Rabobank New Zealand says no local staff were involved in, or even aware of, the behaviour that saw its Dutch co-operative parent cough up €774 million (about NZ$1.3 billion) to settle regulatory probes into Libor and Euribor fixing.
"A number of employees inappropriately sought to influence certain Rabobank Libor and Euribor submissions between 2005 and 2010. Also, some employees inappropriately communicated with employees at other banks and brokers about certain Libor and Euribor submissions between 2005 and early 2011," Rabobank NZ says in its latest General Disclosure Statement.
"Thirty employees were involved in, aware of, or should have been aware of, the inappropriate conduct. Rabobank employs more than 60,000 people in 42 countries. No New Zealand-based employees were involved in or aware of the conduct."
Rabobank Nederland has struck deals with regulators in the Netherlands, Britain, the United States and Japan following their investigations into Rabobank's historical London Interbank Offered Rate (Libor) and Euro Interbank Offered Rate (Euribor) submission processes. Rabobank Nederland has agreed to pay the €774 million to settle. On top of this Piet Moerland has resigned as chairman of its board.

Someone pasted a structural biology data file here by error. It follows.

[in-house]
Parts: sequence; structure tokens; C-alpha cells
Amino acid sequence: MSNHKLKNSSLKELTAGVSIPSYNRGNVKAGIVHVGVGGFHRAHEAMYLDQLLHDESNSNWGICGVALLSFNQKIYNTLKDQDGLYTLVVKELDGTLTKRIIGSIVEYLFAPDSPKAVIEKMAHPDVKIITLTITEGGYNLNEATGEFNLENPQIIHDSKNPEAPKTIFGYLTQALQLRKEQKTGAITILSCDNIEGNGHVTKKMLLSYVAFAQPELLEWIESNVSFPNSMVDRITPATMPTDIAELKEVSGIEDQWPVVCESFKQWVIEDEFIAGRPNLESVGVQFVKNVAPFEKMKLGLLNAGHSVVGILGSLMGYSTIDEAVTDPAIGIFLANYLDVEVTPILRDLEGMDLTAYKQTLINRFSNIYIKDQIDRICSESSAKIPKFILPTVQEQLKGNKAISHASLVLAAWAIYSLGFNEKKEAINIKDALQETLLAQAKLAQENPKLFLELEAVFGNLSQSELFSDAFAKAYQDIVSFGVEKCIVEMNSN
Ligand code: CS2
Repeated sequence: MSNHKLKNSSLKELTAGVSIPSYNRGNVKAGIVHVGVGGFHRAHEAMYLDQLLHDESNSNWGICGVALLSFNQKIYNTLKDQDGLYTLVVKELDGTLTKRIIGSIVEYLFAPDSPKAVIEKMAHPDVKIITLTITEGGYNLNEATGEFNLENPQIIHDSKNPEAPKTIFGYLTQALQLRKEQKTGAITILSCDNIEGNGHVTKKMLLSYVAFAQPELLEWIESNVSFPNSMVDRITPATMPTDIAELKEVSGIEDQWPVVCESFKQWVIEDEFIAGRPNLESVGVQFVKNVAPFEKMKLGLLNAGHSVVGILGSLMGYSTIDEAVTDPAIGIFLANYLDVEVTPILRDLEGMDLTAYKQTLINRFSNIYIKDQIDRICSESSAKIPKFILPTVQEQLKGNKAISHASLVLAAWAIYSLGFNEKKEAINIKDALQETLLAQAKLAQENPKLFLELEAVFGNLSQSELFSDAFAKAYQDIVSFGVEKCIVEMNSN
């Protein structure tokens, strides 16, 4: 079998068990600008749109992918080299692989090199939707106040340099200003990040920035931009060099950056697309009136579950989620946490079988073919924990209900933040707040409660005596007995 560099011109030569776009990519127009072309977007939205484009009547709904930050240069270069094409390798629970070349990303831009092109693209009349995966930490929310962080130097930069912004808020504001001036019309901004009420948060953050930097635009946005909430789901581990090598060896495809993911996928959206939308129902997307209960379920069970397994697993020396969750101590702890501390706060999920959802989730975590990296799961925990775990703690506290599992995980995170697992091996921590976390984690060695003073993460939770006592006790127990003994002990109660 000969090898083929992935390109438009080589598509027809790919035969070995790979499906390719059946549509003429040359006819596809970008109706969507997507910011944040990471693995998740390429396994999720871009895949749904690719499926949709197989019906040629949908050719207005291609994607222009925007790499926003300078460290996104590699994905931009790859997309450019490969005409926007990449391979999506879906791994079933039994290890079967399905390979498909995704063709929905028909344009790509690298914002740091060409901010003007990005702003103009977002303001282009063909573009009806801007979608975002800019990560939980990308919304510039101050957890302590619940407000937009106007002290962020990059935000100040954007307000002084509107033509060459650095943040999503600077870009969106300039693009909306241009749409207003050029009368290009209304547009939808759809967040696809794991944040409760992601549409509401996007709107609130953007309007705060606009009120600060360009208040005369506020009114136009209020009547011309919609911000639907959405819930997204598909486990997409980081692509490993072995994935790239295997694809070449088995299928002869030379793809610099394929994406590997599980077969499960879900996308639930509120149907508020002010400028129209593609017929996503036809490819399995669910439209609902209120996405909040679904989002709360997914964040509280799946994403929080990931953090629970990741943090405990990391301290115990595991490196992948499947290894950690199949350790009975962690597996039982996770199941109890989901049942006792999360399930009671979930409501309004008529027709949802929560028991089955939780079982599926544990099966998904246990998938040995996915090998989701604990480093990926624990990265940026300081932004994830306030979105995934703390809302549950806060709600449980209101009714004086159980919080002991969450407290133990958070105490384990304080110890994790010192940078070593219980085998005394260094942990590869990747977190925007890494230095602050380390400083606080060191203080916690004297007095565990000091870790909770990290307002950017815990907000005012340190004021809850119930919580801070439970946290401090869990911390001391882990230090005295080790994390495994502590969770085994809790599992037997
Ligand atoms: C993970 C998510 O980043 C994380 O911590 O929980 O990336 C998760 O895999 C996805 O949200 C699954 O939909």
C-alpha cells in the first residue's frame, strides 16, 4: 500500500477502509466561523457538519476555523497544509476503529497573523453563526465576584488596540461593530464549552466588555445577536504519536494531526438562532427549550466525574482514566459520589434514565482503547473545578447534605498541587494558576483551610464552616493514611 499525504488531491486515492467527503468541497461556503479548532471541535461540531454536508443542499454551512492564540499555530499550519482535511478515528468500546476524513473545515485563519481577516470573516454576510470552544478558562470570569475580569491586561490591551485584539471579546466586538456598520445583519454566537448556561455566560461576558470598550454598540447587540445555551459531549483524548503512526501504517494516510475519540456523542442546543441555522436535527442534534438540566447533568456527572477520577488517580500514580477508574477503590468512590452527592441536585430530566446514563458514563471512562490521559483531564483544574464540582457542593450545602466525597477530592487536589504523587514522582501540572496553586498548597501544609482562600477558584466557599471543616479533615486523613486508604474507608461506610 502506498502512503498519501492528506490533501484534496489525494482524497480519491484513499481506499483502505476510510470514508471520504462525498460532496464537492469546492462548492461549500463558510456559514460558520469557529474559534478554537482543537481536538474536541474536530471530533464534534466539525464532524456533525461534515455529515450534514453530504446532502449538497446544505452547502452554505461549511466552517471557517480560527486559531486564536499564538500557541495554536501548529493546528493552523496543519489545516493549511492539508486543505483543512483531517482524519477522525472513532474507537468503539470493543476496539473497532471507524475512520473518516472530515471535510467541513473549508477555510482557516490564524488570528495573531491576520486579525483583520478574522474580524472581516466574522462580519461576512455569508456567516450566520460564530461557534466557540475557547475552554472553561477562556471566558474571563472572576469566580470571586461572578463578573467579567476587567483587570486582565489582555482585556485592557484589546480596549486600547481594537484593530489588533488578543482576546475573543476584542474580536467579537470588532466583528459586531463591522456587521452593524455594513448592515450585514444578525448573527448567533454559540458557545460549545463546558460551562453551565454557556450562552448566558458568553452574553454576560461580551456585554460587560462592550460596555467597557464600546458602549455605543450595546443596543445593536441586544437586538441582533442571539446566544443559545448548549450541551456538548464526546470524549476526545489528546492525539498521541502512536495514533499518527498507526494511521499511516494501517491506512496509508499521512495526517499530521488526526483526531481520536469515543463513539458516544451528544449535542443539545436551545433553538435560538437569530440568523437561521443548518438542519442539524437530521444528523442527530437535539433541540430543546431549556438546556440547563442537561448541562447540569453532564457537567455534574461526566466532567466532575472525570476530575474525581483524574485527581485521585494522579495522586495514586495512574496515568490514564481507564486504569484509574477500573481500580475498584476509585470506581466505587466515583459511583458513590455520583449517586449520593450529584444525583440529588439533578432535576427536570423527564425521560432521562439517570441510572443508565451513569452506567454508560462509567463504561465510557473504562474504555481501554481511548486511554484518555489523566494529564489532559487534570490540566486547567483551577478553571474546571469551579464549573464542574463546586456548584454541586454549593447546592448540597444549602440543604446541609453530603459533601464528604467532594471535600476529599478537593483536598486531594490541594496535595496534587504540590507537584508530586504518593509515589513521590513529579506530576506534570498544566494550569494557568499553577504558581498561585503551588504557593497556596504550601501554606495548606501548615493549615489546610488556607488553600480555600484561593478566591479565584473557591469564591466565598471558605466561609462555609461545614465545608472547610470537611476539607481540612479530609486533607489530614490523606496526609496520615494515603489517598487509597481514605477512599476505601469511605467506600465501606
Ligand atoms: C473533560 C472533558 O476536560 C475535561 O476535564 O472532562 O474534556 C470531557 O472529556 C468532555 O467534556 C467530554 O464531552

"Severe disciplinary measures have been taken against all of the employees engaged in inappropriate conduct and who were still at the bank at the time of the investigation," Rabobank NZ says. "Those employees who were involved in serious misconduct have had their contracts of employment brought to an end."
"Other disciplinary action has included, in different combinations, formal warnings, financial sanctions, and the removal of managerial responsibilities. Bonuses have been partly or entirely reclaimed for the period 2009-2012, in the total amount of €4.2 million."
"Rabobank Nederland has implemented additional systems and controls to govern its interest rate benchmark submission processes that reflect industry best practices, consistent with the most recent regulatory and banking industry guidance."
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